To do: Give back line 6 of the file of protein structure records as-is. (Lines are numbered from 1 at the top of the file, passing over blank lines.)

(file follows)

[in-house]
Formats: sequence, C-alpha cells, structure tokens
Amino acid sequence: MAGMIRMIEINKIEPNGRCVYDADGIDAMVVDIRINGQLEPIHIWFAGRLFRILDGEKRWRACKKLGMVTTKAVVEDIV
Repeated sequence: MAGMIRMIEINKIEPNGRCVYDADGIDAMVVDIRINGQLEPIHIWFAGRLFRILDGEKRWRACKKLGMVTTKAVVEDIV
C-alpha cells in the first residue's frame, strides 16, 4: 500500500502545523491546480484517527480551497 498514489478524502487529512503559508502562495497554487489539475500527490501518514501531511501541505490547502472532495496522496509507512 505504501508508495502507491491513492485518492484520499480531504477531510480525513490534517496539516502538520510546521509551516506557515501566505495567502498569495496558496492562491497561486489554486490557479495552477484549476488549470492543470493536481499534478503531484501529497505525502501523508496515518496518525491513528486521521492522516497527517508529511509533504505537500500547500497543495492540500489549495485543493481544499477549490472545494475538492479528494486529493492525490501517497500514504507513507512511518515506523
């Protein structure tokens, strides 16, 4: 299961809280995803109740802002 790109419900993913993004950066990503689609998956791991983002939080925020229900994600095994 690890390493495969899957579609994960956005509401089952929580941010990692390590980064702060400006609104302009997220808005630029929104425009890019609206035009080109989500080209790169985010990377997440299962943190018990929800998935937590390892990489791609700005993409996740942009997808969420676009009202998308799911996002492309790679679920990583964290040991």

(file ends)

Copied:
């Protein structure tokens, strides 16, 4: 299961809280995803109740802002 790109419900993913993004950066990503689609998956791991983002939080925020229900994600095994 690890390493495969899957579609994960956005509401089952929580941010990692390590980064702060400006609104302009997220808005630029929104425009890019609206035009080109989500080209790169985010990377997440299962943190018990929800998935937590390892990489791609700005993409996740942009997808969420676009009202998308799911996002492309790679679920990583964290040991």